Early movers lament EPA’s use of 2012 as base year

Source: Jean Chemnick, E&E reporter • Posted: Friday, July 18, 2014

U.S. EPA’s top official for air quality issues said today that the agency is getting pushback on its decision to use data from 2012 to set state carbon intensity targets under an existing power plant proposal for carbon dioxide.

Assistant Administrator for Air and Radiation Janet McCabe said today at a breakfast hosted by ICF International that in the six weeks since the proposal was released, states and companies have quizzed EPA about its decision to base emissions assumptions on emissions from a single year.

“What we’ve heard from a lot of states and companies is, ‘Well, gee, we started doing things to reduce our carbon footprint a long time ago — starting in 2005 or before,'” she said. “‘And we’ve done a lot of things already, and that doesn’t seem to be recognized in the rule.'”

States and utilities began grappling with the 2012 date immediately after the proposal was released last month (Greenwire, June 5). Some said that although it appeared to go well out of its way to give fossil fuel-dependent states additional time to meet standards — which were set in many cases to allow them to continue to draw a significant share of their power from coal — “early mover” states in the Northeast and the West still faced tough additional reduction obligations despite years of progress. The agency said that it considered efforts states had already made on renewable energy or energy efficiency when assessing their potential to make additional reductions.

McCabe said EPA was also fielding questions about the way the June 2 proposal would treat renewable energy and energy efficiency mandates adopted by states. Would the programs become federally enforceable if states rely on them to meet the federal standard? What would the role be for state energy administrators, who usually don’t administer federal air quality rules?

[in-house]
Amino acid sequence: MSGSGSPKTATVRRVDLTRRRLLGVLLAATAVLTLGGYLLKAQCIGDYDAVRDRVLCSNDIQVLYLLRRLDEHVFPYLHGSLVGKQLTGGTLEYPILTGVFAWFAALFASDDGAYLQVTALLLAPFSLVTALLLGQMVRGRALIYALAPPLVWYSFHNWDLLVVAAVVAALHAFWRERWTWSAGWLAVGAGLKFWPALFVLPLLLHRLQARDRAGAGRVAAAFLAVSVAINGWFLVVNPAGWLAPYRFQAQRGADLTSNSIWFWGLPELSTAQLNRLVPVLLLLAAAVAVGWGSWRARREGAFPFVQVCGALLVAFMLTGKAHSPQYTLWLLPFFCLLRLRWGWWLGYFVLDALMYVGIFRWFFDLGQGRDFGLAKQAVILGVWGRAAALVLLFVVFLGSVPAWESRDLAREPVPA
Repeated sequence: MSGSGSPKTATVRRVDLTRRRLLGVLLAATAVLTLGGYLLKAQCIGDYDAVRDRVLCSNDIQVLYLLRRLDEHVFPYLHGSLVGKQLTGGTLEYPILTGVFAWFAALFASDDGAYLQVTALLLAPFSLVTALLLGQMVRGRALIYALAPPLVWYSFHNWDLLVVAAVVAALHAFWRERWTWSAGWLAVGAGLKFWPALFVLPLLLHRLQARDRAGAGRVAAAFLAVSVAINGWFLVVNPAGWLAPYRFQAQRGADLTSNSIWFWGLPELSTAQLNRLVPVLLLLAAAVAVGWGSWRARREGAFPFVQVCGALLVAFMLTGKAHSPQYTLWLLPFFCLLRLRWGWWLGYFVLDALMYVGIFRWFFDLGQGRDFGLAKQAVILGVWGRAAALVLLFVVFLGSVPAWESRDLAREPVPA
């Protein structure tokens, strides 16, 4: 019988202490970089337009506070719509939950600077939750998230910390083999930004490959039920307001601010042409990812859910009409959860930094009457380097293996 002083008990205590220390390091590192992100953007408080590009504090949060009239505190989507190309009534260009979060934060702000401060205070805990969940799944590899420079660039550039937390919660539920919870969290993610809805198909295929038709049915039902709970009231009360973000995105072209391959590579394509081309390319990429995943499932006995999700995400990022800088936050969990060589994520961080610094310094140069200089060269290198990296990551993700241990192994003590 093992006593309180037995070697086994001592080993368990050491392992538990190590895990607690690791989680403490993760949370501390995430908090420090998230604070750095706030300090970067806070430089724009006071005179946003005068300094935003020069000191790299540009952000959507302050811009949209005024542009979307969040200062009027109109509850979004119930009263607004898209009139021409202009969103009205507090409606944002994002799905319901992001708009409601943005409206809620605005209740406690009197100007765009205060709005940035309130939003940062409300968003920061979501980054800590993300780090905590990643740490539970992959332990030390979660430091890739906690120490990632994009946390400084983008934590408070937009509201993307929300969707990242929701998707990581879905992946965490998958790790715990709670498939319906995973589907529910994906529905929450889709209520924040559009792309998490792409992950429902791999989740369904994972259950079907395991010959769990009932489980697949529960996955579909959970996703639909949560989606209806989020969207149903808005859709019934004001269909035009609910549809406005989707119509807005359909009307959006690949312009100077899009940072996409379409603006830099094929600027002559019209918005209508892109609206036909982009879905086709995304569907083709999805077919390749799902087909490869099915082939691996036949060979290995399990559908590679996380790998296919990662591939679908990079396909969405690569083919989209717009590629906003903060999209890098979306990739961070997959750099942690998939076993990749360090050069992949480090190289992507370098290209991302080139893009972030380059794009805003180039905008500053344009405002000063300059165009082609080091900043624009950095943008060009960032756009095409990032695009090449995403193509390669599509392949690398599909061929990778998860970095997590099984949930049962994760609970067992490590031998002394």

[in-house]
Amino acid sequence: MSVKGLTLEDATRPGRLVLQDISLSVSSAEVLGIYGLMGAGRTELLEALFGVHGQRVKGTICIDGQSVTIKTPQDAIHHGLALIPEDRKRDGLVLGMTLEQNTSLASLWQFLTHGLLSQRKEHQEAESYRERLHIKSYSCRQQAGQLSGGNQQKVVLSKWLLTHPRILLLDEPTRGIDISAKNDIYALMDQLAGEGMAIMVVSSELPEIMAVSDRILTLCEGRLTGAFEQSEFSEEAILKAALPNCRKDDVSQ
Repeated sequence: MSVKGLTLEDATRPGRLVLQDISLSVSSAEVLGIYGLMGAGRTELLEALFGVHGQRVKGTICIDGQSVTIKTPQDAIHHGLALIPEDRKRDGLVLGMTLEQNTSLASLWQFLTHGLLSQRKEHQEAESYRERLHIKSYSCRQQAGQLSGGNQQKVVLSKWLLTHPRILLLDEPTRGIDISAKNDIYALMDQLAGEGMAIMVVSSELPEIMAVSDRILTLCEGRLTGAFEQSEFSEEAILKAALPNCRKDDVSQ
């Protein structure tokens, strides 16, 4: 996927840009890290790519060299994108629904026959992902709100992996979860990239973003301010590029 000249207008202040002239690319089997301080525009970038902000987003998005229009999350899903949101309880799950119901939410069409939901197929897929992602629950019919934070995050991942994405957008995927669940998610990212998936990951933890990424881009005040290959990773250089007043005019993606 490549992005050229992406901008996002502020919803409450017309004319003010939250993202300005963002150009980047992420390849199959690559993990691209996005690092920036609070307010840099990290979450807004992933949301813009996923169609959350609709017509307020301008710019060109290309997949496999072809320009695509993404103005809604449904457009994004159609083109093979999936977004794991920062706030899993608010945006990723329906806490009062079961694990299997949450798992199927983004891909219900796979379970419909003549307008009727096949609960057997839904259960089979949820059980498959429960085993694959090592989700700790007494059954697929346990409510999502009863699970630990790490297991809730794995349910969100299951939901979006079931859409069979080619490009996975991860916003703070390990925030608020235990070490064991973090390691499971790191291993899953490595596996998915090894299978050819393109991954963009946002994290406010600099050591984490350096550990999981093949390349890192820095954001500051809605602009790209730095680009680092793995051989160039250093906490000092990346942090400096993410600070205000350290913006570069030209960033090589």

Another issue at the forefront of commenters’ minds is the way the rule treats nuclear energy. The rule considers states’ existing and planned nuclear facilities when setting state intensity targets, and new or preserved nuclear capacity might go some way toward satisfying a state’s reduction obligations, especially if nuclear power displaces some portion of that state’s fossil fuel portfolio.

But McCabe said the agency had received many questions about the rule’s provisions aimed at protecting and encouraging nuclear energy.

“That is very clean generation from the perspective of carbon, and we want states to be able to rely on that clean generation going forward as part of their plan,” she said.

All of these and other questions are likely to be raised during the public comment period on the rule, which runs through Oct. 16. They will probably also feature in four two-day listening sessions EPA will host on the rule in Atlanta, Denver, Pittsburgh and Washington, D.C., during the final week of July.

McCabe said again that EPA is not currently considering issuing a model rule that states could opt into when it finalizes the existing power plant rule in June of next year.

“We’ve resisted doing that,” she said.

Although McCabe said the agency is not taking a position about whether states should take steps to harmonize their plans, there might be advantages to their doing so.